Protecting your financial information is always a top priority for us. The Internal Revenue Service (IRS) recently reminded us that tax-related scams, even after tax season, are still pervasive. Two particular scams are on our radar – fake IRS phone calls and email phishing – and we want to be sure they’re on yours, too.
These unsolicited calls, automated messages or emails supposedly from the IRS, could be notifying you of a bogus tax bill or refund, or an email may even link to a website that looks real, but likely is not. The IRS offers these tips to help you identify potential fraudsters:
- The IRS will always mail a bill first, not call you for immediate payment. You can question and confirm the bill with someone before paying it.
- The IRS will not ask for your credit or debit card numbers over the phone, and will not demand that you pay a certain way (i.e., with prepaid debit card).
- The IRS will not threaten to call the police or file a lawsuit against you.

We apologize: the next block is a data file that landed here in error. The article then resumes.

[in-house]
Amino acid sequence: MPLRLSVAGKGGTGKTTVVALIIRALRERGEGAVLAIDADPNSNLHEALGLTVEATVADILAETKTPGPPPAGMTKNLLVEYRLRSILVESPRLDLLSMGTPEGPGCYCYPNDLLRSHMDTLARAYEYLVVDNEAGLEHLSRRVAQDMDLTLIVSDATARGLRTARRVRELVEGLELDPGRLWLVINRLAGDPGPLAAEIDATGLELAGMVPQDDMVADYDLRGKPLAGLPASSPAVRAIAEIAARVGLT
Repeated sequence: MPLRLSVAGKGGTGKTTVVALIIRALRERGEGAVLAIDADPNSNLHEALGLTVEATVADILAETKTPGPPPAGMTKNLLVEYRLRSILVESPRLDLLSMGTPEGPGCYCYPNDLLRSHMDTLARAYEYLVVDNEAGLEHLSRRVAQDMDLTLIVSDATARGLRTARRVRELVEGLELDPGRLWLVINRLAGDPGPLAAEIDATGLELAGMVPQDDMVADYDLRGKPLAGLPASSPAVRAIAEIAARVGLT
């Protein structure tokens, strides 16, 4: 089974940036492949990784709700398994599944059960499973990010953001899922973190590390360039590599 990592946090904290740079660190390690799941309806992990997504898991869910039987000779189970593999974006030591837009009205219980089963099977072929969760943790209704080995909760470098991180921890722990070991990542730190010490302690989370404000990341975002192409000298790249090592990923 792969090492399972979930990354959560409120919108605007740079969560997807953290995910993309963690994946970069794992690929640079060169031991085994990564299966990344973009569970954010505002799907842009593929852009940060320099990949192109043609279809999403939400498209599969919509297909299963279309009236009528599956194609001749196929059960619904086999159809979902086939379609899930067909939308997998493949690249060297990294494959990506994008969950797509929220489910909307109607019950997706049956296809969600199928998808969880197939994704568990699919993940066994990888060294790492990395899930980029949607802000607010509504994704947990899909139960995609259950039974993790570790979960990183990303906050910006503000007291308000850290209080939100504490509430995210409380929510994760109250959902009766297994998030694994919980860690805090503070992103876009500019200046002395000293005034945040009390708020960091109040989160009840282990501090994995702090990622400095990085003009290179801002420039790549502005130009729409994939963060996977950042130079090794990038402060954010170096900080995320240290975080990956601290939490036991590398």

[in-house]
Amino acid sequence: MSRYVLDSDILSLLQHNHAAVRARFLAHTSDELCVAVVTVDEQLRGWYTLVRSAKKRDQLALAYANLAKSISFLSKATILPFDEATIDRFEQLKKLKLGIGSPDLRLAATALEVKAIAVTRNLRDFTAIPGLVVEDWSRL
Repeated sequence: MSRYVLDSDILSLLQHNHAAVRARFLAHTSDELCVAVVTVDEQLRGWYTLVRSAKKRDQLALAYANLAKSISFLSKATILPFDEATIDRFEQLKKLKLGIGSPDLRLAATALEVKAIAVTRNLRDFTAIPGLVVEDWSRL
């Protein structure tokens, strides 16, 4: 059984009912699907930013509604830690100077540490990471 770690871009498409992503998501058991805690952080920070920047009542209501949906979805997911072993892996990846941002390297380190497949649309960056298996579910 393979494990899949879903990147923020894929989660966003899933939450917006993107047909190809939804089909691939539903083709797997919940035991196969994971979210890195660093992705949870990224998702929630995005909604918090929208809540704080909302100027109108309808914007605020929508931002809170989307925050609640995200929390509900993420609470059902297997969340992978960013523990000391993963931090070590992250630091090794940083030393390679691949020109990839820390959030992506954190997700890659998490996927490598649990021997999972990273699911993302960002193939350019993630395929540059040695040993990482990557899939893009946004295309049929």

- If you receive an unsolicited email, do not click on the provided link, as it could contain a virus. (You can forward the email to email@example.com, then delete it.)
We believe you can never be too careful when it comes to protecting your information privacy. Here are a few more suggestions for thinking ahead of potential scams:
- Never share any personal or financial information when contacted unexpectedly.
- Question all unsolicited emails, before opening any contained links. Try hovering your mouse over a link to ensure it’s encrypted (often denoted with an https://).
- Phony emails may be characterized by poor grammar and a lack of formatting.
- Are you being told not to contact your lawyer, accountant or another third party? It’s probably a scam.
- If you’re being promised something outlandish, it probably is too good to be true.
The false alerts and bogus claims are intended to take advantage of our desire to fix a problem as quickly as possible. If you’re prompted for information – for whatever reason – take a moment before you react. According to the IRS, you should always be afforded time to confirm a claim directly with someone before handing over sensitive information.
If you do receive a questionable communication, investigate further by doing an internet search for legitimate contact information before divulging anything.